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Ways to Avoid Sores and Burns on Your Dog's Neck from Electric Dog Collars

Ways to Avoid Sores and Burns on Your Dog's Neck from Electric Dog Collars

The use of electric dog collars for training is a topic that has people barking up the wrong tree. Some argue that the electric stimulation from shock collars can hurt your dog's neck. However, the static shock emitted by an e collar is not strong enough to produce burns, even at its highest setting.

What some people consider to be burns are actually called pressure sores. These sores are caused by the pressure from the collar's contact points.

What Are Pressure Sores?

Pressure sores, also known as pressure necrosis, are caused by prolonged pressure on the skin. They can appear as redness, swelling, and tenderness in the affected area.

Dog with Irritated Neck

Can an E-Collar Cause Sores?

Improper use of an e-collar can cause pressure sores in dogs. E collars for dogs are training tools. The collar contains two metal contact points or prongs attached to the dog’s neck, which deliver stimulation.

E-Collar Receiver with Labelled Contact Points

How Do E-Collar Pressure Sores Happen?

E-collar sores result from the prolonged pressure from the collar’s contact points. When the collar is too tight, the contact points can dig into the dog’s skin and cause friction. This friction can lead to skin irritation, redness, and, eventually, sores.

Yellow Labrador Dog with an E-Collar


Pressure sores are similar to bed sores in humans, which are most common in people who are bedridden. In the same way, pressure necrosis can happen if your dog wears an electronic collar for too long.

Please note that e-collar sores can occur whether or not a static shock is applied. This is because the problem is caused by the constant pressure from the contacts, not from the stimulation. In fact, pressure sores can happen if a regular collar is worn too tight and left for several hours.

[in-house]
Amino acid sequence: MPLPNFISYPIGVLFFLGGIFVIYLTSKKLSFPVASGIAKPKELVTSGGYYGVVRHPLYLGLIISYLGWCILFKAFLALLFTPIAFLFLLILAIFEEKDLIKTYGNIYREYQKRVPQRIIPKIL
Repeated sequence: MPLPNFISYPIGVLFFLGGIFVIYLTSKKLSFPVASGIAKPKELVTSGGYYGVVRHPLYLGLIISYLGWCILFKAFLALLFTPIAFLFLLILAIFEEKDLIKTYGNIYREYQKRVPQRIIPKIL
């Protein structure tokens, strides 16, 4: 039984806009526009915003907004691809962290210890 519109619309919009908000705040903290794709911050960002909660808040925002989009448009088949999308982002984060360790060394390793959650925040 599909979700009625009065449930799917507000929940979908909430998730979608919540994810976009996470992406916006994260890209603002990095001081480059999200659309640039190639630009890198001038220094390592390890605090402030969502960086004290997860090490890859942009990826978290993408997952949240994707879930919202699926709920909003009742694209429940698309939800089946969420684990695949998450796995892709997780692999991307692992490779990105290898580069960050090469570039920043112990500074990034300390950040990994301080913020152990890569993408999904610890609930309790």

Ways to Avoid Pressure Sores from Electric Dog Collars

To prevent pressure sores from electric dog collars, consider these tips:

1. Fit the electric dog collar properly.

A collar that is too tight can restrict blood flow, which can cause the skin tissue to break down. This can lead to pressure necrosis, even if the collar is not delivering static stimulation.

On the other hand, a collar that is too loose can also cause problems. If the collar is loose enough, the contact points can rub repeatedly on your dog’s skin. This constant rubbing causes friction, which can eventually lead to sores.

Hence, the collar should be snug enough to stay in place, but not so tight that it can’t move at all. To find the right fit, check your manual and follow the instructions carefully.

Handler Fitting the E-Collar on the Dog

2. Rotate the dog collar every 1 to 2 hours.

Rotating the collar helps prevent the contact points from rubbing on the same spot on your dog's neck. This can help reduce the risk of sores and skin irritation.

You can reposition the collar every 1 to 2 hours. To rotate the collar, loosen the buckle, and slide the collar to a different position.

Handler Loosening the Buckle of the E-Collar

3. Avoid leaving a dog shock collar on your dog for too long.

The maximum amount of time that a dog should wear an electric collar is 10 hours per day. The collar’s contact points can irritate the dog’s skin if left in contact for too long.

If you need to use the collar for more extended periods, take breaks to give your dog’s neck a rest. For example, you could take the collar off for an hour or two after walking or playing fetch.

E-Collar Worn on the Dog's Neck

4. Do not attach a leash to the e-collar.

Attaching a lead to an e-collar can put extra pressure on the contact points, increasing the risk of sores. If your dog pulls on the leash, the contact points can dig into their skin, causing more discomfort.

If you need a leash, it is best to use a separate collar. Alternatively, you can attach the lead to a harness.

Dog Leash and E-Collar Incompatibility Illustration_Blog_2023.07.08

5. Check your dog for any allergic reactions.

Some dogs may be allergic to the metal used in prongs, such as nickel. This can cause a reaction on the dog’s skin, such as redness, swelling, or itching. If you notice these signs, you should remove the collar and contact your veterinarian.

Different Kinds of Contact Points

Fortunately, there are remote training collars that utilize hypo-allergenic contact points. These contact points are made of hypo-allergenic materials, less likely to cause an allergic reaction. These include hypo-allergenic stainless steel (which contains less nickel), hypo-allergenic titanium, and plastic prongs.

6. Clean the dog training collar and your dog's neck regularly.

Dirt and debris can build up on the collar and your dog’s neck, causing skin irritation. To prevent this, clean the collar and your dog’s neck with mild soap and water after wet activities. You can also use a pet-safe disinfectant to help kill any bacteria or viruses that may be present.